Hawk Down

The first two of 24 British-built Hawk advanced jet trainers will fly into air force station Bidar later this month (the remaining 42 will be built by HAL). The ludicrously overdue procurement, signed after 19 years, in March 2004 is a manifestation of all that is wrong with our system of requirement and fulfillment. But forget all that – it’s been written about for too long. The cliché of “India’s longest drawn deal” is just that – a cliché. The deal was signed during the final days of the NDA government, just weeks before it was bundled out of office by the UPA.

The thing is, since then, makers of the Hawk AJT, BAe Systems have had their controversial dealings in the Middle East dragged squarely into public focus. Now, anyone will tell you that no defence deal is completely clean, not even follow-on upgrades or warranty extension contracts. But the Hawk deal almost certainly involved pay-offs of a pretty darn high caliber. The deal was over-priced, and the Indian government was coerced into buying a trainer that was in the final arc of its variant cycle — a new export version of the Hawk was unveiled just months after the deal with India was signed, making us look a trifle idiotic in the end.

The IAF will likely take journalists to Bidar to watch the Hawks fly in, and make a show of it. The fact is, there’s very little to be proud of (just like there’s precious little to be proud of on our Republic Days in recent times as we hail in patriotic zeal the Il-78 refuelling two Sukhoi-30s, while a T-90 tank and Heron UAV rumble by on Rajpath below).

So while we celebrate the arrival of the Hawks at Bidar this month, let’s keep a few things in perspective, for what they’re worth. First, the positives – the Hawks will be a long-overdue invaluable lead-in platform for pilots, making redundant the Tezpur op-flight training school (which will soon be an MKI base), and make an unqualifiably large contribution to confidence and safety. On the downside – and here’s what we should be reflecting on even more – first, the Hawk isn’t Indian and we’re buying at a huge cost. Second, the Hawk contributes #$%-all to Indian industry, despite all the bullsh!t that HAL periodically throws at you about how proud they are to be in a position to hammer together 42 Hawks and paint them Tippy grey for their “valued customer”. Third, the acquisition contributes nothing to HAL’s own AJT programme – obviously not – especially since the indigenous AJT, whenever that comes, will likely be a twin tandem-engined IJT Sitara, but they’ll need to get IJT up and fully op cleared soon for any meaningful plan in that direction. Fourth, this is one deal that even government circles are sure involved the payment of commissions, though twenty years gave all parties concerned enough gritty experience to know how to sidestep the known landmines at South Block.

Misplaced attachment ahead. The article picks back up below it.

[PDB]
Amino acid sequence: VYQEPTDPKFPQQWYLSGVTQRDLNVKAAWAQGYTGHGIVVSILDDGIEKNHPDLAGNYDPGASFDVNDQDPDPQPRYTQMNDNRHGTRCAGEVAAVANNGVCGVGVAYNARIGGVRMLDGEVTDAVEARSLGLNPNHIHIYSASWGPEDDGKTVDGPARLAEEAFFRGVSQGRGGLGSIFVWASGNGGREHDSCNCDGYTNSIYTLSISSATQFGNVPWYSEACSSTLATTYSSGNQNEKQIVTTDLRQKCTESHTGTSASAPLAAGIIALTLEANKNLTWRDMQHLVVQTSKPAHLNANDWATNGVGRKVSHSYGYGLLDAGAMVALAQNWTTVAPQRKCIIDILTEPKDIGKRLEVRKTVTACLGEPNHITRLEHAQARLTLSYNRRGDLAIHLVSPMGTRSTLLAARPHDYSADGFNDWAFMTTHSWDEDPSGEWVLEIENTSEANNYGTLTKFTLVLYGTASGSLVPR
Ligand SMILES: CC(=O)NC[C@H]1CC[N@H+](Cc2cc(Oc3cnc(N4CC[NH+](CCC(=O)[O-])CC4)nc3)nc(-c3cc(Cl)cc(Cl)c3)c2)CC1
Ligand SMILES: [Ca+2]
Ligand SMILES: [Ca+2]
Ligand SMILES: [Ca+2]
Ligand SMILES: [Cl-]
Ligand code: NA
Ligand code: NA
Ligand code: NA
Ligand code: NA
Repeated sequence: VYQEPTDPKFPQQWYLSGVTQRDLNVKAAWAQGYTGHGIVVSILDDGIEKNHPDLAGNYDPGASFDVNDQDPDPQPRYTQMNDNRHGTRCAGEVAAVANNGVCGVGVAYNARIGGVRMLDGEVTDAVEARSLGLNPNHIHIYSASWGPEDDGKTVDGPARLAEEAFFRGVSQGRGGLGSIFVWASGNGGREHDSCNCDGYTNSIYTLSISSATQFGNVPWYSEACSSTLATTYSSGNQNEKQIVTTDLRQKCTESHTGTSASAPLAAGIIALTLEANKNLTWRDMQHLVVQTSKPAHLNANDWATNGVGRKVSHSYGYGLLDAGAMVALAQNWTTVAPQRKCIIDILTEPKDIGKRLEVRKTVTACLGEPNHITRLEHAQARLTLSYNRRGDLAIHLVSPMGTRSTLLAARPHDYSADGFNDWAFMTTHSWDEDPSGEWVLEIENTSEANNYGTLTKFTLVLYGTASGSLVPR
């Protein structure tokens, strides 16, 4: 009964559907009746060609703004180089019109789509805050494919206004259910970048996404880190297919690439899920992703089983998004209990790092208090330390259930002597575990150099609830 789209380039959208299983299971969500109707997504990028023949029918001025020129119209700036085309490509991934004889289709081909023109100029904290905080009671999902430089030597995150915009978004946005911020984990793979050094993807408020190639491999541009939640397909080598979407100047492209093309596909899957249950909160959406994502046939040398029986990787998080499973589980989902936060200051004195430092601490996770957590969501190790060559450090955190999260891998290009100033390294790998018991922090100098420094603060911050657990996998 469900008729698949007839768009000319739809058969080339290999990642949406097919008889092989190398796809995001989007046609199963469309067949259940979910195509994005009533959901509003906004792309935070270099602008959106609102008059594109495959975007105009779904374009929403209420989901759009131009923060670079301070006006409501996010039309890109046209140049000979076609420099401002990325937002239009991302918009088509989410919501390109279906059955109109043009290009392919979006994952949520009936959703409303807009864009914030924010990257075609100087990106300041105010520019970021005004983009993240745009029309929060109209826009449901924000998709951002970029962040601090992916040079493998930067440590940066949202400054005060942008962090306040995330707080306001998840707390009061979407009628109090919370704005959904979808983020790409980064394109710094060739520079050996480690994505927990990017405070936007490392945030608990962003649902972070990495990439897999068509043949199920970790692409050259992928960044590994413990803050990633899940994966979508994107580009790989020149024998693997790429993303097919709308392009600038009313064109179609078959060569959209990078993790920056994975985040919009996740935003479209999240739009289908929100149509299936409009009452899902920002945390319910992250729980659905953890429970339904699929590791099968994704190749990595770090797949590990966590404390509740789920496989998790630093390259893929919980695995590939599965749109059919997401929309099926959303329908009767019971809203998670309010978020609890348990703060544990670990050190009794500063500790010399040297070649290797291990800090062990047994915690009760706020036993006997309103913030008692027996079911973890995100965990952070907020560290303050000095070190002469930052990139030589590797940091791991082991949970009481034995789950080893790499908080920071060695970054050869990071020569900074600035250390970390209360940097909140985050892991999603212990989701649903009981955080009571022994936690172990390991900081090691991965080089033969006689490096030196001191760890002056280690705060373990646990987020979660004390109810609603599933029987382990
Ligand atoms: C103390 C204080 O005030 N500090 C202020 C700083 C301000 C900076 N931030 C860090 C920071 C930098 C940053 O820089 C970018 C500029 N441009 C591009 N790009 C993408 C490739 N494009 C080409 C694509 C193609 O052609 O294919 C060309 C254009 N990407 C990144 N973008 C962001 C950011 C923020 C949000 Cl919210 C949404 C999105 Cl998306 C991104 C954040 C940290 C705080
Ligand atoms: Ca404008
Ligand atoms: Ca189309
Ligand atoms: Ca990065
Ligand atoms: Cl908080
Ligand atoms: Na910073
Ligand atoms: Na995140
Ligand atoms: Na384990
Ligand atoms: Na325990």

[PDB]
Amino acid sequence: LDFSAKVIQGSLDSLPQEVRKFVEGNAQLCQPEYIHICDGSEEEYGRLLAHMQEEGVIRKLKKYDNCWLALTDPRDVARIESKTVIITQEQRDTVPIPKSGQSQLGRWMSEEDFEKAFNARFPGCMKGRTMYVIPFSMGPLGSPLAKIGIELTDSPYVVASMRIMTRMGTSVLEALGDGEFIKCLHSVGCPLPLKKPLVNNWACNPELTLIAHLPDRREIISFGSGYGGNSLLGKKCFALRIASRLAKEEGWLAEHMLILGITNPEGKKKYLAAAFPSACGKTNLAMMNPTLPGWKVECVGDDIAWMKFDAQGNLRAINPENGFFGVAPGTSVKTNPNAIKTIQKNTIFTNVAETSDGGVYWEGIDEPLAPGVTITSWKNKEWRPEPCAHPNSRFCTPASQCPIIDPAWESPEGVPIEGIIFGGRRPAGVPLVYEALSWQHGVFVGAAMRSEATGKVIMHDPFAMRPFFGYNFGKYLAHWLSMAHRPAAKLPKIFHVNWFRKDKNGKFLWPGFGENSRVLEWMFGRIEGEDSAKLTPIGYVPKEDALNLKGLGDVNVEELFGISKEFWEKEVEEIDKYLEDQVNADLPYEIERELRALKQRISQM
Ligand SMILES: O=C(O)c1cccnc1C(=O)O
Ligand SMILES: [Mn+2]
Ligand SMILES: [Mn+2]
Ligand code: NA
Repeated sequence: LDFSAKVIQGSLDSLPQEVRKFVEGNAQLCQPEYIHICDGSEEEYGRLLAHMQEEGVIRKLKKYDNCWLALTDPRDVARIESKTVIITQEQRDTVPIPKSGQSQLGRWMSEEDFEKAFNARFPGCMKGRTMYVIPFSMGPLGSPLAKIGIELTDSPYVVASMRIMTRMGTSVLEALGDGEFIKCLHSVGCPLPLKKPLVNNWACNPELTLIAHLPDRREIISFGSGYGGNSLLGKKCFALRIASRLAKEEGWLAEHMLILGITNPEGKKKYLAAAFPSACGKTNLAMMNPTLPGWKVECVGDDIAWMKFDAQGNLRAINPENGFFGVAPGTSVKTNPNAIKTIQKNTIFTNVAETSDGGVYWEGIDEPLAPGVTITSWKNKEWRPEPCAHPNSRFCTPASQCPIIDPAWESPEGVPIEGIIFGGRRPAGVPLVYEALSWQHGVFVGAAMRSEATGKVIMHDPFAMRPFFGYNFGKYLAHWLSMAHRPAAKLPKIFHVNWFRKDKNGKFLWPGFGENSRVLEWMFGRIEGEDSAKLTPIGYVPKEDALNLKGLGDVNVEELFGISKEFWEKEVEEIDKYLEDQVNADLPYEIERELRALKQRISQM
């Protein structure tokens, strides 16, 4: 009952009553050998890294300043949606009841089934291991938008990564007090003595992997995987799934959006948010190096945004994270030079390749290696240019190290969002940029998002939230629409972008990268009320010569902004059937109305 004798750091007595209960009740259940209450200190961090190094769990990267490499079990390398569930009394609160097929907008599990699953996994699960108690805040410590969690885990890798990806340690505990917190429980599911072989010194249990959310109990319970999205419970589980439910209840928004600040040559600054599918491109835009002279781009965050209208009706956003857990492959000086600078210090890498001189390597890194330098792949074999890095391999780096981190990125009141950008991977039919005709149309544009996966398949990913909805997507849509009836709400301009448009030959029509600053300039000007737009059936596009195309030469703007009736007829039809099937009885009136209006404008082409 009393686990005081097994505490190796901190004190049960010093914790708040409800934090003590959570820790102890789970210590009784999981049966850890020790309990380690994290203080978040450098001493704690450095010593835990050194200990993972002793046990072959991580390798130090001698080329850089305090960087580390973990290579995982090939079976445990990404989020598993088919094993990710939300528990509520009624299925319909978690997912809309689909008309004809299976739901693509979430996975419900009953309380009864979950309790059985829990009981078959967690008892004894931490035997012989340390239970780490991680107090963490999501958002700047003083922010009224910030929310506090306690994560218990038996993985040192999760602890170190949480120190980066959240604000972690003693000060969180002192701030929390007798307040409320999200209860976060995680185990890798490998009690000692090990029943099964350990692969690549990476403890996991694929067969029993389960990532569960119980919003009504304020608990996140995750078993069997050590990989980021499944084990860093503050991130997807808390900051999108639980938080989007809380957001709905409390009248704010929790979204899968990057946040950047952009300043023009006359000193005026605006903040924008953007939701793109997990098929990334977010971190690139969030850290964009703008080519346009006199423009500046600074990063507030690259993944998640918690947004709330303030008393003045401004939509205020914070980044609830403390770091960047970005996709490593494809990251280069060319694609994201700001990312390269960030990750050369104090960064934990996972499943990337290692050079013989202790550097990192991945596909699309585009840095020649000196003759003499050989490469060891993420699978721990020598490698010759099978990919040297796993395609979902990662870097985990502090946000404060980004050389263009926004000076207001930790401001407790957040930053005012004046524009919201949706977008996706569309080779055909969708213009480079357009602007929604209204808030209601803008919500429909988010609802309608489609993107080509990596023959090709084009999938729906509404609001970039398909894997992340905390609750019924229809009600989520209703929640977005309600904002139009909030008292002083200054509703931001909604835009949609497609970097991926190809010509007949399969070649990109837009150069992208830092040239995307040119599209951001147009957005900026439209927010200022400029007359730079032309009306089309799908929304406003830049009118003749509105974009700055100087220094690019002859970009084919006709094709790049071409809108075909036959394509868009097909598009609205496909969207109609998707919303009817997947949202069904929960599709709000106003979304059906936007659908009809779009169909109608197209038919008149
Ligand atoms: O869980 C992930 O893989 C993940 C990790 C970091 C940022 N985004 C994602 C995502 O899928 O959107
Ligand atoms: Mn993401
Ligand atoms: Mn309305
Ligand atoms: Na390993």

Mourn the Hawk? Certainly not. These are fine aircraft that will make an untold difference to flying, flight safety and flight training. But that doesn’t mean we shouldn’t stop to think.

1 thought on “Hawk Down”

  1. Shiv,

    Good writeup.

    Wouldnt go so far as to say that this contributes !@#$-all to Indian industry.

    The adours being manufactured for the Hawk are the latest variants and they come with blade technology.

    The IAF has also asked for some 60 more AJTs- whether these will be HALs on off on off AJT or more Hawks

    Heard anything?

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